Chopping rosehips by hand – if I’d had more of them I would have used a blender, but I prefer chopping by hand as quality control is more effective; you’re more likely to spot mould and bugs.

Leave the seeds in and chop roughly, as you’re only going to be extracting the liquid.

After covering the pulp with boiling water, and leaving it to stew (off the heat) for half an hour, I then lined a sieve with two layers of muslin and strained the liquid through it in batches. I returned the pulp to the pan and repeated the process, then combined the two batches of liquid and simmered until it reduced by half.

I know that must look like a lot of sugar to add to 250g of rosehips, but it’s normal for preserves I promise! Once the liquid has reduced, remove it from the heat and stir in castor sugar. Once that has dissolved return and “boil hard” (Hugh’s words!) then pour into sterilised bottles or jars. If you want it thicker boil for longer, but I wanted mine for drinks so left it fairly runny.

The finished result. Hugh FW in the background there for moral support.

Is anyone else planning on harvesting the hedgerows this autumn?

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22 thoughts on “Wild Rosehip Syrup

  1. You brought back my childhood in the early ’50s, when we were given Delrosa rose hip syrup on a daily basis along with National Health concentrated orange juice…..lovely, and horrible respectively! presumably even then, the medics realised the value of 5 fruit per day.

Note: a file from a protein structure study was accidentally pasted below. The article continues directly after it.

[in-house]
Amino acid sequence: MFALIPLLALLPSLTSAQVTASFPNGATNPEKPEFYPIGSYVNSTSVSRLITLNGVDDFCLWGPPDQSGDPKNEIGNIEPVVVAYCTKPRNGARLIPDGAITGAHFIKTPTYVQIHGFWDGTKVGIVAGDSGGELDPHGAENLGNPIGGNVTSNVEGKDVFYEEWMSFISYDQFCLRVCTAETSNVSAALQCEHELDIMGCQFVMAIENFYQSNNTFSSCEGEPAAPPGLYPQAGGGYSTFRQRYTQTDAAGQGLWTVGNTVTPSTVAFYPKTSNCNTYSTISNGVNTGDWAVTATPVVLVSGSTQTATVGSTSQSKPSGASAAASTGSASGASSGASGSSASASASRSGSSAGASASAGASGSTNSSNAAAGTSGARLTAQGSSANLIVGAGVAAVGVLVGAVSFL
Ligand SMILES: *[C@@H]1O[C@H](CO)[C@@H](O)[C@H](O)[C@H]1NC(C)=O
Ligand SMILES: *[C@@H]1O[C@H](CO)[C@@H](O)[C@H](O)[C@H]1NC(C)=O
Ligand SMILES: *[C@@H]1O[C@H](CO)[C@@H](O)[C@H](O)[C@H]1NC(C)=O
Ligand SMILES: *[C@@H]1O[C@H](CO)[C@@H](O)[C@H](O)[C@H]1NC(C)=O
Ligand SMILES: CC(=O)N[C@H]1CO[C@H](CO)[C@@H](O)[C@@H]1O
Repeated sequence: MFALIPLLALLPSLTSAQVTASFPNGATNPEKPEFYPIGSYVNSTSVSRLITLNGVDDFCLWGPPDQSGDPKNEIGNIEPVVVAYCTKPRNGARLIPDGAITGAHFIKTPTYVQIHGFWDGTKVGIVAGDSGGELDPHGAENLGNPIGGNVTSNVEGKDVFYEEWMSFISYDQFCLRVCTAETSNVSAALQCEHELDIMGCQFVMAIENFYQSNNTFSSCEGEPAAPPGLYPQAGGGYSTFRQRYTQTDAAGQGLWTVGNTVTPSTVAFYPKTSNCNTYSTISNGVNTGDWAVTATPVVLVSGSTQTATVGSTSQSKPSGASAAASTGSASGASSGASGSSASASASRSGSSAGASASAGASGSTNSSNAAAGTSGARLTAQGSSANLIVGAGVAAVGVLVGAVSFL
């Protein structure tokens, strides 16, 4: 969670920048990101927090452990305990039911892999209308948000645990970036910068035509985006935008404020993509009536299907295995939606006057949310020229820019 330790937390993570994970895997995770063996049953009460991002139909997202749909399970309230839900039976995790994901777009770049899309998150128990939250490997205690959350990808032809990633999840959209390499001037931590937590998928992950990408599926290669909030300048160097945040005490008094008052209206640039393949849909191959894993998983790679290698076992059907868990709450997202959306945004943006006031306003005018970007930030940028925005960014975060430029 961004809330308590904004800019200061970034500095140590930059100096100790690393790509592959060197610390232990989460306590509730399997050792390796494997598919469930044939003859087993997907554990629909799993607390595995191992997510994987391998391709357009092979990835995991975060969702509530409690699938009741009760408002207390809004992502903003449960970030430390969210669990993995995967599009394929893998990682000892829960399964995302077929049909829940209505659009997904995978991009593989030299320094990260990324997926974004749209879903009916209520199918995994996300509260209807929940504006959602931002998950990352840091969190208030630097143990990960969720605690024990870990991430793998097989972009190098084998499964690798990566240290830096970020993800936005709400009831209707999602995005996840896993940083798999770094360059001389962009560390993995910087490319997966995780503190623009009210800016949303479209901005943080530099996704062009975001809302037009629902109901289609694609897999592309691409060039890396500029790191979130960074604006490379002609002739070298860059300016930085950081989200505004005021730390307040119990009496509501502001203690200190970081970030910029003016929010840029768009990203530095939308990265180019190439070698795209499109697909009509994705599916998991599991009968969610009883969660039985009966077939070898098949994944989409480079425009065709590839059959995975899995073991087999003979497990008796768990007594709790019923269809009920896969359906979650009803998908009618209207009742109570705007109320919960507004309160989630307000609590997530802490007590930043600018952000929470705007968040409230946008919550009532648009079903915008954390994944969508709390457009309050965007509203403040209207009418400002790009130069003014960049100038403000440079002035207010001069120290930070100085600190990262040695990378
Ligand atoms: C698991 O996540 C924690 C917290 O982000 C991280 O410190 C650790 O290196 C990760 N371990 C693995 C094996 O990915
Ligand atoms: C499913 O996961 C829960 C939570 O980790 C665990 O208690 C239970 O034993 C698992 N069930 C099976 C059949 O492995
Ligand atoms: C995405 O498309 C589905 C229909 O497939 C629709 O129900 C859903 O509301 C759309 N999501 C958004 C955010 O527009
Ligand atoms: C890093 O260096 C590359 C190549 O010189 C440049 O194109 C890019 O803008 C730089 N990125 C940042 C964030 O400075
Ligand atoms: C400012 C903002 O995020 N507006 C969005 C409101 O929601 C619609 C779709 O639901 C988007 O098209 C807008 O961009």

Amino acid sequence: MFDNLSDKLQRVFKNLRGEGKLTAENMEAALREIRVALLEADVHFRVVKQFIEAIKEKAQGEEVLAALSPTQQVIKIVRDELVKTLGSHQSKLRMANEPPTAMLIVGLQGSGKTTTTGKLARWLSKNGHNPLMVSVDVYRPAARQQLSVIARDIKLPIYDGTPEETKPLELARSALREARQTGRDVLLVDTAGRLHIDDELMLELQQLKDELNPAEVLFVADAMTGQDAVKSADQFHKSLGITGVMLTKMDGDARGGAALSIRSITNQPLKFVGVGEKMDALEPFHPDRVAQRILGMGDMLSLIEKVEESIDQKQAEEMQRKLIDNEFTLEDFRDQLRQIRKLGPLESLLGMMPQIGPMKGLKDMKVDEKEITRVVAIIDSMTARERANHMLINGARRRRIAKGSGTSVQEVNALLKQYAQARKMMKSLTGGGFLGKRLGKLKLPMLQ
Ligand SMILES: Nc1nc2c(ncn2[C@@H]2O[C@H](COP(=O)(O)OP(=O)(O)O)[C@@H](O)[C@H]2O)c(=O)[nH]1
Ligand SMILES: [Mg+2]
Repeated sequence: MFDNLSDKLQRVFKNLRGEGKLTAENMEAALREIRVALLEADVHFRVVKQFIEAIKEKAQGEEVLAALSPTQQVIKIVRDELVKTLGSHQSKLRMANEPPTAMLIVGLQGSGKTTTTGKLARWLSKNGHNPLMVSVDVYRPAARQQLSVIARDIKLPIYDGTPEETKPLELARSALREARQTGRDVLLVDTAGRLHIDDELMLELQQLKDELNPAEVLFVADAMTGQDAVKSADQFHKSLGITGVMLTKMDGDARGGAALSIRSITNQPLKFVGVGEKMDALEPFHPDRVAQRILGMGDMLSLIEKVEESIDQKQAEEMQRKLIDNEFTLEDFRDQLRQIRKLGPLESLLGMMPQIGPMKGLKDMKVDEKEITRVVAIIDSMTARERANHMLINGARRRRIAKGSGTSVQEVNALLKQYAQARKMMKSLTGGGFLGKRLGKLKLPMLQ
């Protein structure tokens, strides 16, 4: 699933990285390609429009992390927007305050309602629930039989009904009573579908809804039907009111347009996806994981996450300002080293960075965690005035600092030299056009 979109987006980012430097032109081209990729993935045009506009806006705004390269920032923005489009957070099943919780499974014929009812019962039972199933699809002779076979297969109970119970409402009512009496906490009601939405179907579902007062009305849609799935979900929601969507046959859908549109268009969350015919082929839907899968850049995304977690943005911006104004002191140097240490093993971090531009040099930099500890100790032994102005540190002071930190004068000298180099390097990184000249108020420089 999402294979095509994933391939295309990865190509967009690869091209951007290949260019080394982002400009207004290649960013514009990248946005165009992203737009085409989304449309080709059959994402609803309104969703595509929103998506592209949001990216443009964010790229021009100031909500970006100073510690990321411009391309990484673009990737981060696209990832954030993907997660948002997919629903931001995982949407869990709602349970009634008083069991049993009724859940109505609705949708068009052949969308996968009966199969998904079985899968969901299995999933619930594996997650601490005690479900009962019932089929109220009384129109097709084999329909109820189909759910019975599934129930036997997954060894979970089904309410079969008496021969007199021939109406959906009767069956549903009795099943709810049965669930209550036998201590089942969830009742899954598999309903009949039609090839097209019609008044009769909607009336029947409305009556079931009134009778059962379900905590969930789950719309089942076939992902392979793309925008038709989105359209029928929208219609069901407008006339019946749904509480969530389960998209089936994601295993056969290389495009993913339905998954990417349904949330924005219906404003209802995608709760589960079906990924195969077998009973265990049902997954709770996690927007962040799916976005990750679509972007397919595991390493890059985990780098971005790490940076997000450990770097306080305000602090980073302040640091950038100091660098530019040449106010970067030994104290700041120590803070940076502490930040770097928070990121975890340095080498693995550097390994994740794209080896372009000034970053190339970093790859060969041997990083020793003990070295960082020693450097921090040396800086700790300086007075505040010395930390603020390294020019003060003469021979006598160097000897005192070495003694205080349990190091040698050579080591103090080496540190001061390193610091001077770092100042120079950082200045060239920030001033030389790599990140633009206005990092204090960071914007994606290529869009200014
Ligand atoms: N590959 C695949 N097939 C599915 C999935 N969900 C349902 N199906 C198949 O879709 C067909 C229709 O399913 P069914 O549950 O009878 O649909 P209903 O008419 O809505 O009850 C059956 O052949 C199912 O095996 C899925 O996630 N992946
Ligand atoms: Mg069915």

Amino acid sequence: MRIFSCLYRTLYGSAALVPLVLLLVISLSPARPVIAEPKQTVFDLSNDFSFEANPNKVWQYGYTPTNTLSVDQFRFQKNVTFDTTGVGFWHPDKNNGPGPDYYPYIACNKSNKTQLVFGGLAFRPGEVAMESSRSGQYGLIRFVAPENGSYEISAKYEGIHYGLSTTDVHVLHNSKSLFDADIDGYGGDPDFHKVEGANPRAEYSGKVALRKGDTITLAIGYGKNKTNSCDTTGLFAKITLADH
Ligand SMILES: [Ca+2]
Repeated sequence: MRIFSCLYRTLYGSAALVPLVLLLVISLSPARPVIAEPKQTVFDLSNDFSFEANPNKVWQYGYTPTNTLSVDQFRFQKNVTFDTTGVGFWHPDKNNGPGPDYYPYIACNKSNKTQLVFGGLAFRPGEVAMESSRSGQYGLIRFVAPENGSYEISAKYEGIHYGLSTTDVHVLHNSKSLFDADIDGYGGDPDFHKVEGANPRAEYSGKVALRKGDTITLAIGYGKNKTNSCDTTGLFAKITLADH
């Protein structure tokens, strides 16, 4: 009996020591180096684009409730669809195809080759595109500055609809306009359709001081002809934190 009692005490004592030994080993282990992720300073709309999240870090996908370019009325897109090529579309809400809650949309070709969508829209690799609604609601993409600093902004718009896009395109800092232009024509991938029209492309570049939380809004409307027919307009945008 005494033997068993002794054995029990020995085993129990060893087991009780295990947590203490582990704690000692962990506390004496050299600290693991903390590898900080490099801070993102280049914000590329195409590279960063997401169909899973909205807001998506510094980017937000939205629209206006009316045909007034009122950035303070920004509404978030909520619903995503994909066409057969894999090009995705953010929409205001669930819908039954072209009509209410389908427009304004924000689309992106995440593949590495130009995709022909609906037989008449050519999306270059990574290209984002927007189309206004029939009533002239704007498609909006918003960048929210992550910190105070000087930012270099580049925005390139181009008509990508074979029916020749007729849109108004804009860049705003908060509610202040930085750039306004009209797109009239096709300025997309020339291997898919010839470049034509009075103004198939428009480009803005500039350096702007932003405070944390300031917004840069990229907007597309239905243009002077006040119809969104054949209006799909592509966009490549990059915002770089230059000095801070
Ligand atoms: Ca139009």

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  3. Excellent blog and very timely. Whilst Jill and I walked the dogs this morning we were debating what we might do with the rosehips growing on the hillside and I think your recipe is the perfect solution and I love the idea of making cocktails from rose hips. We harvest the wild blackberries every season and freeze dry them. In the spring we collect wild garlic leaves, which makes an excellent (if garlicky) pesto and we have three cornered leak in the garden, that established itself years ago, which is excellent in salads. Thank you for following my blog, I’ll try to keep it interesting.

    • I love spotting (smelling!) wild garlic in spring, but have never actually used it to cook with – garlicky-pesto sounds like a great use for it. Looking forward to your next post! Jx

    • Brilliant – hope it goes well! The recipe sounds a bit fiddly but it’s actually pretty easy, and I made a whole bottle from a couple of handfuls, so you should be able to harvest enough to keep you full of vitamin C through winter. Jx

    • Snap! rosehip and nettle teas are definitely my favourites. I never thought of making tea myself though – having tasted the syrup, I suspect fresh rosehip tea would taste sweeter and less earthy. Jx

      • Now tried making the tea and, with a dehydrator it’s actually dead simple – recipe on my blog.